The Gravitational-Astronomy era has officially started on September 14, 2015, when the the worldwide LIGO-Virgo scientific collaboration has detected the first transient GW signal. After that date, several other discoveries have occurred and others are expected.
The GW data-analysis group of Rome Sapienza University is actively part of the LIGO-Virgo collaboration, which is focused on the direct detection of all types of GW signals by using kilometer-scale laser interferometers.
The GW data-analysis group includes multidisciplinary expertise and is particularly involved in the analysis of the real data collected by the LIGO-Virgo detectors, especially in the context of continuous GWs, an intriguing and not yet detected class of signals.
This includes, among the others, spinning neutron stars - both isolated and in binary systems, post-merger remnants following the merger of coalescing neutron-star binaries, as well as more exotic sources, such as ultralight boson clouds around black holes. Our group has a leading role in the quest for such signals and has provided several important contributions by developing cutting-edge and extremely competitive data-analysis pipelines.
Working with the LIGO-Virgo data-analysis Rome experts implies to have direct and immediate access at unreleased full data sets, making possible the first detection of new GW type of signals, such as continuous waves. The discovery of these waves will unveil precious information on compact objects, such as neutron-star structure and properties, making those objects to become an unparalleled laboratory for testing models of fundamental physics and astrophysics, in conditions that cannot be reproduced otherwise on Earth.
The LIGO-Virgo GW data-analysis group is consists of 5 senior scientists, i.e., Pia Astone, Sergio Frasca, Paola Leaci, Cristiano Palomba and Francesco Pannarale, 6 PhD students, 1 postdoc and 2 undergaduates.
Pia Astone is a Primo ricercatore (Assistant Professor) of INFN, Rome. Member of the Virgo collaboration since the year 2003. She works on data analysis for GW detectors since the year 1988. In the period 2010-2012 she has been Virgo Chair of the “Continuous wave group” (CW) and co-Chair of the LIGO-Virgo CW group. In the period 2012-2014 she has been Virgo data analysis chair, and co-chair of the LIGO-Virgo Collaboration. Research fields are mainly data analysis on data of the GW detectors, with particular expertise in CW, Transient and Stochastic Background searches. From the beginning of 2018-today, chair of the INFN task force “outreach for GWs”.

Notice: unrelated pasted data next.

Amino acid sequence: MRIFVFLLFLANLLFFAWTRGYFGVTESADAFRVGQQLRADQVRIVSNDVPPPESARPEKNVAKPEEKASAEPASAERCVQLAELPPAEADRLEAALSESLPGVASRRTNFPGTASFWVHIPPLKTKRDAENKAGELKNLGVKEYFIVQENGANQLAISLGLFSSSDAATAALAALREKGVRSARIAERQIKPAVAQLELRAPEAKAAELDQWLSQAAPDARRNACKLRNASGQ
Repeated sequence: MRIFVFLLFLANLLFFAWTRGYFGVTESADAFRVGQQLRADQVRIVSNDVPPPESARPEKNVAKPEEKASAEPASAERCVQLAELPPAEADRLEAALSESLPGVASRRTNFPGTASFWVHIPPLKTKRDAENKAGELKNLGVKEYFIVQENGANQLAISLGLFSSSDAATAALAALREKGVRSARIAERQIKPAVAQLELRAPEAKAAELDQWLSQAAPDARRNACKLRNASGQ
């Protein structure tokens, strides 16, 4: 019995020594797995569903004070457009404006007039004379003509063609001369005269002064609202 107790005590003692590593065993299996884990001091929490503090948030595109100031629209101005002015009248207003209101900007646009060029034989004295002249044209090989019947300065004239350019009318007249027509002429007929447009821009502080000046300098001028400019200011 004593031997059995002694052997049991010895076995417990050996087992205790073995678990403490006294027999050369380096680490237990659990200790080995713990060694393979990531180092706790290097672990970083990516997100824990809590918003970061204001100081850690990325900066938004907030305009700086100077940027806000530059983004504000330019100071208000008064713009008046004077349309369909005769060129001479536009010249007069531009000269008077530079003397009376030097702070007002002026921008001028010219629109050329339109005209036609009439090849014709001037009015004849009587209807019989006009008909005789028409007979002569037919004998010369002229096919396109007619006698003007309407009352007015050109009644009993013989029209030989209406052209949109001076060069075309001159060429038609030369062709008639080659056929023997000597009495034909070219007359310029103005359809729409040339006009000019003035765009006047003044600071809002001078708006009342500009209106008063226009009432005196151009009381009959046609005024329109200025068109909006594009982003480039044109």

From 1976 to 1996 Sergio Frasca has developed data acquisition and data analysis tools for the gravitational bar antennas of the Rome ROG group, in particular for Explorer and Nautilus. In 1996 he joined the Virgo group and up to now he has developed some detection methods for periodic gravitational signals. Inside Virgo he was the coordinator for the continuous-wave search from 1996 up to 2008. He has taught Physics Laboratory courses, Electronics and Signal Analysis.
Paola Leaci is an Associate Professor at the Physics Department of Sapienza University. She has joined the LIGO-Virgo collaboration in 2008, and since 2016 she is the chair of the Virgo continuous-wave working group and the co-chair of the LIGO-Virgo continuous-wave working group. Her main research activities include GW Physics, GW Data Analysis, Pulsar Search, Observational Relativity and Cosmology.
Cristiano Palomba is an INFN researcher and member of the Virgo Collaboration since the year 2001. His expertise includes data analysis, detector characterisation, high throughput computing and neutron stars phenomenology. He has been co-chair of the LIGO-Virgo continuous-wave group in the years 2008-2010.
Francesco Pannarale is a ricercatore a tempo determinato and Rita Levi Montalcini Fellow at the Physics Department of Sapienza University. His research interests include modelling GW signals of merging black holes and neutron stars, GW data analysis, nuclear astrophysics, and numerical relativity. He joined the LIGO-Virgo collaboration in 2013, and is co-chair of the gamma-ray burst follow-up working group and review co-chair of the Burst data analysis group.
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